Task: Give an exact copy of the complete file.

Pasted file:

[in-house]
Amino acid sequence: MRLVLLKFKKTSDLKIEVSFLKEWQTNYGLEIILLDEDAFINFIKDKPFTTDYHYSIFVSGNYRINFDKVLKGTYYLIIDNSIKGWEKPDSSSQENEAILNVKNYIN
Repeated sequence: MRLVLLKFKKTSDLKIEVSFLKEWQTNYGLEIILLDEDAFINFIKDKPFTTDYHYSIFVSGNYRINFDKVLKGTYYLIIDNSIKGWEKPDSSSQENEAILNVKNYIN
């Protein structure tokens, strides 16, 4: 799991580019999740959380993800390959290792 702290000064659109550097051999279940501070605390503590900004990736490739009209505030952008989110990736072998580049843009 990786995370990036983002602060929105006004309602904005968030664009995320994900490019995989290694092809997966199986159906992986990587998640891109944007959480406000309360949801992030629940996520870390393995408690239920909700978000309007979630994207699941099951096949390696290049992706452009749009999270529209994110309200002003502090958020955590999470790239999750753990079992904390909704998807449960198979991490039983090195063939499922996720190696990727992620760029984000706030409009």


[in-house]
Amino acid sequence: MRLVLLKFKKTSDLKIEVSFLKEWQTNYGLEIILLDEDAFINFIKDKPFTTDYHYSIFVSGNYRINFDKVLKGTYYLIIDNSIKGWEKPDSSSQENEAILNVKNYIN
Repeated sequence: MRLVLLKFKKTSDLKIEVSFLKEWQTNYGLEIILLDEDAFINFIKDKPFTTDYHYSIFVSGNYRINFDKVLKGTYYLIIDNSIKGWEKPDSSSQENEAILNVKNYIN
């Protein structure tokens, strides 16, 4: 799991580019999740959380993800390959290792 702290000064659109550097051999279940501070605390503590900004990736490739009209505030952008989110990736072998580049843009 990786995370990036983002602060929105006004309602904005968030664009995320994900490019995989290694092809997966199986159906992986990587998640891109944007959480406000309360949801992030629940996520870390393995408690239920909700978000309007979630994207699941099951096949390696290049992706452009749009999270529209994110309200002003502090958020955590999470790239999750753990079992904390909704998807449960198979991490039983090195063939499922996720190696990727992620760029984000706030409009």